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Warren Parad for Authress

Posted on • Originally published at Medium on

Breaking up the monolith: Breaking changes

Before we get into how to handle a breaking change, we should first identify what is even a breaking change.

What is a breaking change

A breaking change is:
anything that causes a hypothetical client of your service using the service in anyway to start behaving differently.

That’s a broad statement, but it’s true. Even if you don’t make changes to the API, if you change the expectations around how endpoints work, it will break clients. Therefore it is a breaking change. It’s also important to realize that you might not know how every client is using your API, so whether or not there is a real client you can point to is irrelevant.

Some examples of breaking changes might be:

  • API interface property type is changed (from int to string for instance)
  • Size of the data property is changed, (from 3 to 4 characters)
  • Returning an additional enum value in an enum property where you didn’t first explain to the clients that this list can be expanded. The general recommendation is that this isn’t a breaking change. But remember it doesn’t matter if you think it is, it matters if your clients do.
  • If you return an inconsistent or different error code or response status code. Returning a 400 instead of a 404 can be considered a breaking change. 404 means something, it’s possible that the 404 was a bug, and the resource really existed. So sometimes making a breaking change is a good thing.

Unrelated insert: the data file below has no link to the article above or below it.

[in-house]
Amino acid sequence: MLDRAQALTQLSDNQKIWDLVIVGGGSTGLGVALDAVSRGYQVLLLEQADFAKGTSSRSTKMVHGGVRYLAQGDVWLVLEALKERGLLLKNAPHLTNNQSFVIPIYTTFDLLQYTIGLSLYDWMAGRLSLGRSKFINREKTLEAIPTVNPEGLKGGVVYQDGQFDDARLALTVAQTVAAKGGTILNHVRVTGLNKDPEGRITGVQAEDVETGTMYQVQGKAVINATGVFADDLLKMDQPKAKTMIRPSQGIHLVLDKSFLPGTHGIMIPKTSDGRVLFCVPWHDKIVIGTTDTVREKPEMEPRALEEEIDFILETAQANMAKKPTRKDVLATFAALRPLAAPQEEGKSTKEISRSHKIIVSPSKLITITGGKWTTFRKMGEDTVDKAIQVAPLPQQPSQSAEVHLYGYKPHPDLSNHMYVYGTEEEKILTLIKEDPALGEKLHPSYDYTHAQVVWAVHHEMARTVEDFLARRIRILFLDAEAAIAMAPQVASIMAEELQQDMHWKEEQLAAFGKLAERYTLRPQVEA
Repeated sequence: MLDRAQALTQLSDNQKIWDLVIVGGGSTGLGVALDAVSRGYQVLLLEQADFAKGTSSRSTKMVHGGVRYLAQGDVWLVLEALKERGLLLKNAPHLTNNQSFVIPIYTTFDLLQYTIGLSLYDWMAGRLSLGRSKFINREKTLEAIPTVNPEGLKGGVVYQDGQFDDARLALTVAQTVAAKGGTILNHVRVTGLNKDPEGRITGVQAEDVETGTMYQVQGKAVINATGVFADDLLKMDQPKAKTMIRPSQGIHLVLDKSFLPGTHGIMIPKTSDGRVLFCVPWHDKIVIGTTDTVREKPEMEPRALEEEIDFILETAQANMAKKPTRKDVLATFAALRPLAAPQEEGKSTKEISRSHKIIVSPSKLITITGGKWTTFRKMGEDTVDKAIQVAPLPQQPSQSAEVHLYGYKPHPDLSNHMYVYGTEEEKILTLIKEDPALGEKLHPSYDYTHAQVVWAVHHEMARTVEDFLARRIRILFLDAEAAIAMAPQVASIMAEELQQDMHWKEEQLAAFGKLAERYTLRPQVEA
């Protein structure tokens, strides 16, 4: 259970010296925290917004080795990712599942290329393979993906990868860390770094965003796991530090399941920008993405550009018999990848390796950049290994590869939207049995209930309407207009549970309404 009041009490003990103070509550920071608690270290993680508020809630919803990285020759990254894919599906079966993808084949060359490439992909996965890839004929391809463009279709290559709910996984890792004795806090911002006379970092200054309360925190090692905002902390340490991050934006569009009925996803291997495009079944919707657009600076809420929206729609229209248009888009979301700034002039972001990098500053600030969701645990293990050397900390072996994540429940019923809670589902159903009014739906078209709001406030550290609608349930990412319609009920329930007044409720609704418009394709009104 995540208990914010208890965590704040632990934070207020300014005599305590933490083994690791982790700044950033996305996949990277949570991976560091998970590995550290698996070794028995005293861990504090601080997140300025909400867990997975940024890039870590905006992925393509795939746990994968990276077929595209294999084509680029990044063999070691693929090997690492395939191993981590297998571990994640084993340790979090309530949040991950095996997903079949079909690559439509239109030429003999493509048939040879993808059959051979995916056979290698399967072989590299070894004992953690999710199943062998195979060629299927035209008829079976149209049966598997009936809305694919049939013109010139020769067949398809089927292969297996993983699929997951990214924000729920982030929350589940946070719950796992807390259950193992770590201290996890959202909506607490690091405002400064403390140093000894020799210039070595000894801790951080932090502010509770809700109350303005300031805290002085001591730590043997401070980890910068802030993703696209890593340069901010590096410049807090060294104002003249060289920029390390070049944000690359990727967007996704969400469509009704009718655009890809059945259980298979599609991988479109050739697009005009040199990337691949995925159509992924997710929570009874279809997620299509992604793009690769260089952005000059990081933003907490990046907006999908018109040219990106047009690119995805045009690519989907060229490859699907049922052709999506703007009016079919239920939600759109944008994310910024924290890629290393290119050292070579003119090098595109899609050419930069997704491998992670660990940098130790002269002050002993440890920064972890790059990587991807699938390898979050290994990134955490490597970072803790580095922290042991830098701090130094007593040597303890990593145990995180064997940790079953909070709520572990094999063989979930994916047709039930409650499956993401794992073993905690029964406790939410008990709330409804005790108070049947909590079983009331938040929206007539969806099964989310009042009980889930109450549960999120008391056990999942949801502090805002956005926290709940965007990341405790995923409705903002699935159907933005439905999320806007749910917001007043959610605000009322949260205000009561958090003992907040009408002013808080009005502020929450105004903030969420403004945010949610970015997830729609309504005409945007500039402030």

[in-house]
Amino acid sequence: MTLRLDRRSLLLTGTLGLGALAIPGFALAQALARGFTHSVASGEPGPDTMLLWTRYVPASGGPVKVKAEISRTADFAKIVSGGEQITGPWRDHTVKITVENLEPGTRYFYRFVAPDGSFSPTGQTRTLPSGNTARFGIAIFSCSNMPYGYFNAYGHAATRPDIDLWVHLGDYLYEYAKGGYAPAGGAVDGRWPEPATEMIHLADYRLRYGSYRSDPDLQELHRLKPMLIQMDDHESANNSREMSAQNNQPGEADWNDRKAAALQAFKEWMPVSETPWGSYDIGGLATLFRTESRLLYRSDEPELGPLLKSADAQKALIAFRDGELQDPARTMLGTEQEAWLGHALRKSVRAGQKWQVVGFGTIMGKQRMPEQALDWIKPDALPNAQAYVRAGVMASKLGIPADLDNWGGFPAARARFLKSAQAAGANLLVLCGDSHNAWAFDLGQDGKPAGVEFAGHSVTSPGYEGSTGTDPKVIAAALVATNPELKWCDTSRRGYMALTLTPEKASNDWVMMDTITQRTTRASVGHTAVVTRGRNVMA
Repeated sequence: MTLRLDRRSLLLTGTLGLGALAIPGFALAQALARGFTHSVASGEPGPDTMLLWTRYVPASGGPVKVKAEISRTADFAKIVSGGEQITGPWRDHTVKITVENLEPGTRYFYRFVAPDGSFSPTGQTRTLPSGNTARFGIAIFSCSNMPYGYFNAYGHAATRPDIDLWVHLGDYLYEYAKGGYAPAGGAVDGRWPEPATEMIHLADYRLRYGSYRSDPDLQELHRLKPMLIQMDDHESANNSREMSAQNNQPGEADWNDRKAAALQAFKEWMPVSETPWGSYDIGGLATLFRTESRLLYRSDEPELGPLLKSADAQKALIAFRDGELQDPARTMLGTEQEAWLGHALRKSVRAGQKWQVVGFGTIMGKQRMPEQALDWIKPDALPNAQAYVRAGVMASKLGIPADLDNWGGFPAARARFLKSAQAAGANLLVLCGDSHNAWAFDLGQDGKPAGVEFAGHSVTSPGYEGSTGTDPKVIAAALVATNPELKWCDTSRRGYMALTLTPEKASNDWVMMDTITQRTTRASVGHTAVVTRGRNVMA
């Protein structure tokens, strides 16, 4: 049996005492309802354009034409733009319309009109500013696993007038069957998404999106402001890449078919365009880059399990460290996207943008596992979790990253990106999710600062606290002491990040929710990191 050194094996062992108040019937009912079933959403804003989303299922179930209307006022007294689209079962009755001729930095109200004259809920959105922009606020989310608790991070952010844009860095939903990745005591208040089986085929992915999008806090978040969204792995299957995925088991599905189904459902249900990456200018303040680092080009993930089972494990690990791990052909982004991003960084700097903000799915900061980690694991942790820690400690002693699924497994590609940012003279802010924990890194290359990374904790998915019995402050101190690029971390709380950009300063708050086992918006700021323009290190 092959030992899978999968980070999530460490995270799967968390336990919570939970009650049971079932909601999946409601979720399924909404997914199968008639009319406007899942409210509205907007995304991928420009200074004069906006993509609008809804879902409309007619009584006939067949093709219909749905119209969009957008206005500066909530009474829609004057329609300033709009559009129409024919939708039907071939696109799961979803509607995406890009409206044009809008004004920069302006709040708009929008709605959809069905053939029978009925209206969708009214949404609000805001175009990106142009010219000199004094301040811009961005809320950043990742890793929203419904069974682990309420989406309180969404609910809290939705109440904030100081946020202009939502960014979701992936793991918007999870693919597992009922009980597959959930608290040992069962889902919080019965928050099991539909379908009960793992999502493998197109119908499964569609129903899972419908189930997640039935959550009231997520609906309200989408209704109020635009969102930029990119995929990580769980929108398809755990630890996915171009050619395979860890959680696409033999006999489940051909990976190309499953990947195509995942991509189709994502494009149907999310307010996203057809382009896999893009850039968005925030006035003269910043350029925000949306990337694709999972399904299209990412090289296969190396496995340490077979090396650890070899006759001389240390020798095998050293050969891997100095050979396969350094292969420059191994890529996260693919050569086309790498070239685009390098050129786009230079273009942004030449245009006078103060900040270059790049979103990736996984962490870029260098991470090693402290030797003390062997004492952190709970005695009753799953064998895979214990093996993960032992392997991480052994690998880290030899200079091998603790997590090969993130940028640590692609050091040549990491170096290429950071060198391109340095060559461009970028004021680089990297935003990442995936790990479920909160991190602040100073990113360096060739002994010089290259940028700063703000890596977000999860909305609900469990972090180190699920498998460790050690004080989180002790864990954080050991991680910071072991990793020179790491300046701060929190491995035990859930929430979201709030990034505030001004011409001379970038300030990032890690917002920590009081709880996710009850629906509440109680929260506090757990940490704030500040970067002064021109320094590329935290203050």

• Allowing the schema type of a property be different in difference circumstances, i.e. returning an int or a string, just don’t do this. While it is possible to document the union types, it's a huge headache for development teams to deal with.
  • Requiring a previously optional property or requiring a new header to continue having previous functionality. Clients not sending the header or the property will now get a 400 or 422 back on their response, instead of the previous 2xx.

How to handle breaking changes

We when we run a service, either a UI or an API, that service has endpoints or URLs that point to representations of resources. When we change the schema/interface/expectations around how that endpoint works we are introducing what is known as a breaking change.

One example of a breaking change is a changing a property in the response from type int to type string. The reason it is a breaking is because this change can cause a client of the API to incorrectly parse the response.

If the client has code that says:

if (response.property * 10 < 100) { doSomething(); }
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Then how property will be handled by different languages might result in a runtime exception or worse, no exception but improper handling of the result.

There’s obviously a need to introduce the string version of property, we don’t have to care where the need came from, but one example could be, we ran out of numbers. Transactional data runs into this problem all the time, and converting from a sequential int to a guid is one way to help.

Note: I general solution to this problem is that all identifiers must always be strings , never make an identifier an integer.

This is the solution to the problem, but we might have made a mistake, and in hindsight this is obvious, but doesn’t help us.

So what do we do?

Versioning endpoints

One solution is to prefix all your endpoints (or use a header or query parameter) to tell the service which version of an endpoint to use. Let’s define what we mean by versioning an endpoint. Versioning an endpoint is not “running multiple versions of the service at the same time”. It means adding an indicator to the endpoint so that callers can select which version they want. While in practice this can be done, it actually isn’t a concept that is but into practice. Here we will see why.